But Aethelred dies and Alfred gets railroaded into being king, which pisses him off. He’s convinced Ealhswith is in on the plot and denounces her, but she lays on the I lurve you stuff and instead he just has horrible sex with her which leaves her pleading with God to help her understand why.
Anyway, being king turns Alfred into kind of a dick. When Guthrum attacks again, he tries to negotiate peace. Guthrum insists on a hostage, then chooses Ealhswith, and she’s like “hmmmm,” and off she goes, relying on the fact that she’s pregnant to keep her safe from his leching.
The stuff with Guthrum and Ealhswith is just … urgh. I get what they’re trying to do, which is twofold:
- Alfred is outwardly all Christian and just, but inwardly self-righteous, proud and judgmental. By contrast Guthrum is outwardly a barbarian but inwardly seems to actually be in love with Ealhswith.
- Michael York, ladies.
And fair enough. But coming on the heels of the dog-mauling bit, it’s just Ealhswith being a directionless playing piece and Guthrum being Zap Brannigan at her, with all the usual guff about being beautiful when you’re angry (because if a woman is so mad at you that she’s threatening to stab you, you should neither be afraid that she will nor concerned that she might be angry about something) and blah blah blah. So there’s that.
Alfred gets thumped by the Vikings when they re-re-invade, and runs off to the Somerset Levels to build up his resistance. There he encounters a merry band of rogues living in exile in the marshes, led by Young Ian McKellen!
Everybody’s in this fucking thing!
He teams up with this ragtag band of outlaws, they do some raids on the Vikings, he learns humility, etc., etc. Finally he sees the error of his previous ways and when his cheesed-off former followers threaten to overthrow him he apologises and says it’ll be justice and equal rights for all under the new regime. I have no idea why the privileged nobles go along with this, since they’re not pissed off at him for violating equal rights but for violating their traditional privileges, but what the hell, eh? They go off to fight the Danes at the battle of Edington, which, spoilers for a thing that happened nearly 1200 years ago, they win. At a critical moment, Ian McKellen, having hidden outside the lines with a clever ruse, turns up with reinforcements and victory is theirs, yadda yadda, but Ian McKellen dies.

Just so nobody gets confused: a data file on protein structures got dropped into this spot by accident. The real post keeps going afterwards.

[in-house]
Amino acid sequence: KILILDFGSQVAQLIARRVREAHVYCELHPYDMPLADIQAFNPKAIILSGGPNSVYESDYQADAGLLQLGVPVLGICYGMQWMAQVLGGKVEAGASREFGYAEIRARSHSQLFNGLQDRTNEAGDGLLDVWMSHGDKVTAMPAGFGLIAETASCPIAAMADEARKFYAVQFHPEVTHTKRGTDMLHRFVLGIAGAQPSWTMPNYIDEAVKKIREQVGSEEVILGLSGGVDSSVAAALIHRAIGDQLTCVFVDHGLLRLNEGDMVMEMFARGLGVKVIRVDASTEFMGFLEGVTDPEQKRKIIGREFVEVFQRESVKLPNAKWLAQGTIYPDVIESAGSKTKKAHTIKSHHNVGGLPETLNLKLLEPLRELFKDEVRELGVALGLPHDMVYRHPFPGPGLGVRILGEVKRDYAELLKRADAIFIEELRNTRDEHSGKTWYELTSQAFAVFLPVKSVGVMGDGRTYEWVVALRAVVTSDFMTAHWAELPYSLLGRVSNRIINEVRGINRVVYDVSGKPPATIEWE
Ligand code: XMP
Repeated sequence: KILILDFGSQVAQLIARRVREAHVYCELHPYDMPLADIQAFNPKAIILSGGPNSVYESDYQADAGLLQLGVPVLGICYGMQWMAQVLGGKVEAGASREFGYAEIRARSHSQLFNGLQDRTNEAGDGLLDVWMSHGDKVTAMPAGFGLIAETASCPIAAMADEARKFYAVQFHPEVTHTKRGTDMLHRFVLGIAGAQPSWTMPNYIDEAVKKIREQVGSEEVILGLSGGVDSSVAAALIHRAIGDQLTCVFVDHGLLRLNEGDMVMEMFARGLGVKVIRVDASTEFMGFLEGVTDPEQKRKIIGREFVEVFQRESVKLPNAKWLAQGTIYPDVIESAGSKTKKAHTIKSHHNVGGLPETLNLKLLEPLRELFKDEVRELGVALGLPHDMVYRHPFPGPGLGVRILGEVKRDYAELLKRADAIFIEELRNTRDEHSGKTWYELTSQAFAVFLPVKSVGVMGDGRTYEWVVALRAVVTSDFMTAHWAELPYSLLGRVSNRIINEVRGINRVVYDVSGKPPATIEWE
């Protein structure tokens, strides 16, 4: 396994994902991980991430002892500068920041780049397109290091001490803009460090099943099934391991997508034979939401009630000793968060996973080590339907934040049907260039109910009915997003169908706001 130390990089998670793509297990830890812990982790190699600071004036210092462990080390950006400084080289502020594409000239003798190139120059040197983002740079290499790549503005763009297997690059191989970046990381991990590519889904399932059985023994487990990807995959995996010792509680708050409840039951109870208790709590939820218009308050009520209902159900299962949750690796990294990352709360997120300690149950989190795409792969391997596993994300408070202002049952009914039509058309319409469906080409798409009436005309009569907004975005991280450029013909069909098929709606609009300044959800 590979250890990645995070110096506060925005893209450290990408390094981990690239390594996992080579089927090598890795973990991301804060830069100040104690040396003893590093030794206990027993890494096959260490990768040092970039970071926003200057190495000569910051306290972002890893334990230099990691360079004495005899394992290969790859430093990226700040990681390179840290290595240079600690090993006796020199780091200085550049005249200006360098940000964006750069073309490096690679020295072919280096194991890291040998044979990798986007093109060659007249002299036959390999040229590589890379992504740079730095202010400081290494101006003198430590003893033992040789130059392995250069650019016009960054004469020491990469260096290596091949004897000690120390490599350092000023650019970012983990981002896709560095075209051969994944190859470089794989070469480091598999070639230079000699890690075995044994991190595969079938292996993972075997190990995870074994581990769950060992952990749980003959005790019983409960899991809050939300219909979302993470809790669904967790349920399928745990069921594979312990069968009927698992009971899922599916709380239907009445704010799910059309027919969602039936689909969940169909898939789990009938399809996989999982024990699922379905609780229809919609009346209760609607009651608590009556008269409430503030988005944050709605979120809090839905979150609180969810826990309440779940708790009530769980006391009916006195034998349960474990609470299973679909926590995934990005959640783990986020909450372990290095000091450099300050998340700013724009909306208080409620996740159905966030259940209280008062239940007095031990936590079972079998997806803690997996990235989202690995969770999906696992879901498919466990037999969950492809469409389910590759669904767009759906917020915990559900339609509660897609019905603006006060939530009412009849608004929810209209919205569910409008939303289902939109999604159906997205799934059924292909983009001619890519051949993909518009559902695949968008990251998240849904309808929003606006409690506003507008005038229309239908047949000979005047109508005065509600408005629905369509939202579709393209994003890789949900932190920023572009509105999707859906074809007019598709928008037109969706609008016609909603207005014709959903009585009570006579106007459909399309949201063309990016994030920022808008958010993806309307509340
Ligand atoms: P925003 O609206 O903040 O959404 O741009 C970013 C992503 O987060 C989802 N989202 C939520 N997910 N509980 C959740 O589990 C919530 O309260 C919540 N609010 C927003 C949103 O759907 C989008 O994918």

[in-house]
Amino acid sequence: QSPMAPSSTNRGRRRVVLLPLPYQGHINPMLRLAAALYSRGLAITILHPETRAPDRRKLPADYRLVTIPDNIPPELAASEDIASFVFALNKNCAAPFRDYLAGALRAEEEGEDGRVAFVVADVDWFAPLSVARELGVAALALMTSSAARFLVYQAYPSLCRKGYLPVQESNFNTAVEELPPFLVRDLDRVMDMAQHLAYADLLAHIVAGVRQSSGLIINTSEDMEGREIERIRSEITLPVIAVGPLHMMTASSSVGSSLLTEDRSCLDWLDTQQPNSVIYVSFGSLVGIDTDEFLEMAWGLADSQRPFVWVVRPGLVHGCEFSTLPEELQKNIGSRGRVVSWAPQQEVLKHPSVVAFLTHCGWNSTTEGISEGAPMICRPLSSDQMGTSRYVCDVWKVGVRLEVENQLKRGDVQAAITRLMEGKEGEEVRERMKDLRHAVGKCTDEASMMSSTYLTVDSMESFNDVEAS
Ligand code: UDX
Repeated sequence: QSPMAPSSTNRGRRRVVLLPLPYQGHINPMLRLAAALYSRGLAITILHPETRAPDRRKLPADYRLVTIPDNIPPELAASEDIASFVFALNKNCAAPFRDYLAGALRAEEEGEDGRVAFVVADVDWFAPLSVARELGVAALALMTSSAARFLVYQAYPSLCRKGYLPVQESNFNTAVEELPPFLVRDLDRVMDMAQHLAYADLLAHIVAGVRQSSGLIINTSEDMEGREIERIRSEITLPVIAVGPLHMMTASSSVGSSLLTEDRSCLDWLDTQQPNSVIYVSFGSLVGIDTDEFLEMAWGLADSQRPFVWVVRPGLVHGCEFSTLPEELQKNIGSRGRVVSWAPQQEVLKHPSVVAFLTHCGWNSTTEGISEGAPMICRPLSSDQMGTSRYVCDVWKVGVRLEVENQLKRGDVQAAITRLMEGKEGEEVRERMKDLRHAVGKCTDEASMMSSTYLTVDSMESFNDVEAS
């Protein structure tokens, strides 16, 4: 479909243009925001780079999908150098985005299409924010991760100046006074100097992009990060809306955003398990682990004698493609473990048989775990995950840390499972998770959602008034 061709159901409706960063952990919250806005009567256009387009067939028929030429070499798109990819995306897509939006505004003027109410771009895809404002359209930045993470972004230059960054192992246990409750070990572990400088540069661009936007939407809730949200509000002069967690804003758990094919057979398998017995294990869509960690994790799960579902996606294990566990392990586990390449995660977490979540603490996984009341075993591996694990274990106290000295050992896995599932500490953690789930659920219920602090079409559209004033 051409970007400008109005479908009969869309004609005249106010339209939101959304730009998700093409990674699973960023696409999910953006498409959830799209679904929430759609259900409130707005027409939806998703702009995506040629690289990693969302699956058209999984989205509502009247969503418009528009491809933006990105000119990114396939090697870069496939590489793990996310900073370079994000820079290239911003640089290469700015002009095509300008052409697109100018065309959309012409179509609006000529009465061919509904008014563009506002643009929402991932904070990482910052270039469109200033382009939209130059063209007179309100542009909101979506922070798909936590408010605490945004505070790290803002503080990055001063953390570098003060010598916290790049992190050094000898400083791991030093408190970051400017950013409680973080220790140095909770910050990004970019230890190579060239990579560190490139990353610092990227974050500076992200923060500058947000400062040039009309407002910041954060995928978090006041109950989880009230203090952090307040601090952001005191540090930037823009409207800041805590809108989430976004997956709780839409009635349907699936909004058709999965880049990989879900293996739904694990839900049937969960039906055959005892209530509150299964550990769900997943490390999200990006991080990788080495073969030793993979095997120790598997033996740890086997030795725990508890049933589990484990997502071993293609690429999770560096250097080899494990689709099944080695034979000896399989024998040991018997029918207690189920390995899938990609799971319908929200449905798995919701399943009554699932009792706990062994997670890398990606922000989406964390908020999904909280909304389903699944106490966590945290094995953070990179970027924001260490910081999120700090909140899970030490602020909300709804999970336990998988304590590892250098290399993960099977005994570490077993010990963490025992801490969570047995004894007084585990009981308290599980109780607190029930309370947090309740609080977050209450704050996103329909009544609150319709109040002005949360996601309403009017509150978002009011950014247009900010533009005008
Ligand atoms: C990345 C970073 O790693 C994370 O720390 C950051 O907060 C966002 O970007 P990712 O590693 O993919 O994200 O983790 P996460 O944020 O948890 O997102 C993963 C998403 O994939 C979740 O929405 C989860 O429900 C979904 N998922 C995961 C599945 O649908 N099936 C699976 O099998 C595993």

Alfred and Ealhswith are kinda-sorta reconciled, but you can see it’s only the very tentative beginning of a reconciliation and they have a long way to go, which I think is a lot better than a big smooch at the end. Guthrum expresses an interest in converting to Christianity, which is a better image than him converting with Alfred’s boot on his neck, which is much more like what probably happened.
The thing that immediately struck me about this movie was that there’s no story of the cakes! The one thing everyone knows about King Alfred. So that’s a bit weird.
History-wise, it’s there in outline, although it mainly uses it as a backdrop to explore the tensions between God and the state and the Alfred-Ealhswith love triangle. It compresses and simplifies a lot of things, naturally. Some of the English costumes and sets are quite accurate, while others are a bit anachronistic, like the various stone towers that seem to be everywhere. In general, it’s not perfect in terms of its historicity but better than I’d expected. Alfred’s sword says AETHELWULF MEC HEHT GEWYRCAN (“Aethelwulf had me made”) on the blade, but I don’t think anyone in the film actually points this out, so there’s some cool attention to detail.
But the love triangle, oh lordy. I thought that a movie about Alfred the Fucking Great wouldn’t have any opportunity for a stock postwar Hollywood rapemance plotline, but oh how wrong I was. The things people put into the past (because they assume they’re “primal” or something) are both telling and dispiriting.
To cheer us all up, here’s a familiar face.